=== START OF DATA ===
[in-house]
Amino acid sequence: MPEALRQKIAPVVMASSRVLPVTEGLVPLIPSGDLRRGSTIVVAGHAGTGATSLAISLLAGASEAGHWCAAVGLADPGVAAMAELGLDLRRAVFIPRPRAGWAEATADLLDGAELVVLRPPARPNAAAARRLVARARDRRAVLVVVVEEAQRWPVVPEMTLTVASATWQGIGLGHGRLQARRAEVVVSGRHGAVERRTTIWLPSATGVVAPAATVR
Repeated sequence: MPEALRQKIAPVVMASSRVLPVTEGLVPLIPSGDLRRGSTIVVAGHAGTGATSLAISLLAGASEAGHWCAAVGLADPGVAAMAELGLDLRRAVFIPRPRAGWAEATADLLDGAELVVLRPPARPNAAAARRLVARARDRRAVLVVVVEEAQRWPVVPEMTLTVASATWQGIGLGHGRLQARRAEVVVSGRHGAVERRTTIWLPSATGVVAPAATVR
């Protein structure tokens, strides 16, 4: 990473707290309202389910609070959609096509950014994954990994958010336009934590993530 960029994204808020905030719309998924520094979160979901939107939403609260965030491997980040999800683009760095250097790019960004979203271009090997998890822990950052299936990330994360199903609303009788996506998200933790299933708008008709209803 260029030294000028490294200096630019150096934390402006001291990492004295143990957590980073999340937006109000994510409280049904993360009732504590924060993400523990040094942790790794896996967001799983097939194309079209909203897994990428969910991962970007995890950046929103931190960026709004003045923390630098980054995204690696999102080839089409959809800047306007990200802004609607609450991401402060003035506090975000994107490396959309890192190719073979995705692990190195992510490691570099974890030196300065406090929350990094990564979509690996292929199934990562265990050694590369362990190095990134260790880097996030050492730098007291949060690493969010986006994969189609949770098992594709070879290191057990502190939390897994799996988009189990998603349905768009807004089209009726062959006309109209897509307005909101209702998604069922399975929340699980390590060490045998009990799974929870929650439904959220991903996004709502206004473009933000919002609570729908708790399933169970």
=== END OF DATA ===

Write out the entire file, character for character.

[in-house]
Amino acid sequence: MPEALRQKIAPVVMASSRVLPVTEGLVPLIPSGDLRRGSTIVVAGHAGTGATSLAISLLAGASEAGHWCAAVGLADPGVAAMAELGLDLRRAVFIPRPRAGWAEATADLLDGAELVVLRPPARPNAAAARRLVARARDRRAVLVVVVEEAQRWPVVPEMTLTVASATWQGIGLGHGRLQARRAEVVVSGRHGAVERRTTIWLPSATGVVAPAATVR
Repeated sequence: MPEALRQKIAPVVMASSRVLPVTEGLVPLIPSGDLRRGSTIVVAGHAGTGATSLAISLLAGASEAGHWCAAVGLADPGVAAMAELGLDLRRAVFIPRPRAGWAEATADLLDGAELVVLRPPARPNAAAARRLVARARDRRAVLVVVVEEAQRWPVVPEMTLTVASATWQGIGLGHGRLQARRAEVVVSGRHGAVERRTTIWLPSATGVVAPAATVR
């Protein structure tokens, strides 16, 4: 990473707290309202389910609070959609096509950014994954990994958010336009934590993530 960029994204808020905030719309998924520094979160979901939107939403609260965030491997980040999800683009760095250097790019960004979203271009090997998890822990950052299936990330994360199903609303009788996506998200933790299933708008008709209803 260029030294000028490294200096630019150096934390402006001291990492004295143990957590980073999340937006109000994510409280049904993360009732504590924060993400523990040094942790790794896996967001799983097939194309079209909203897994990428969910991962970007995890950046929103931190960026709004003045923390630098980054995204690696999102080839089409959809800047306007990200802004609607609450991401402060003035506090975000994107490396959309890192190719073979995705692990190195992510490691570099974890030196300065406090929350990094990564979509690996292929199934990562265990050694590369362990190095990134260790880097996030050492730098007291949060690493969010986006994969189609949770098992594709070879290191057990502190939390897994799996988009189990998603349905768009807004089209009726062959006309109209897509307005909101209702998604069922399975929340699980390590060490045998009990799974929870929650439904959220991903996004709502206004473009933000919002609570729908708790399933169970």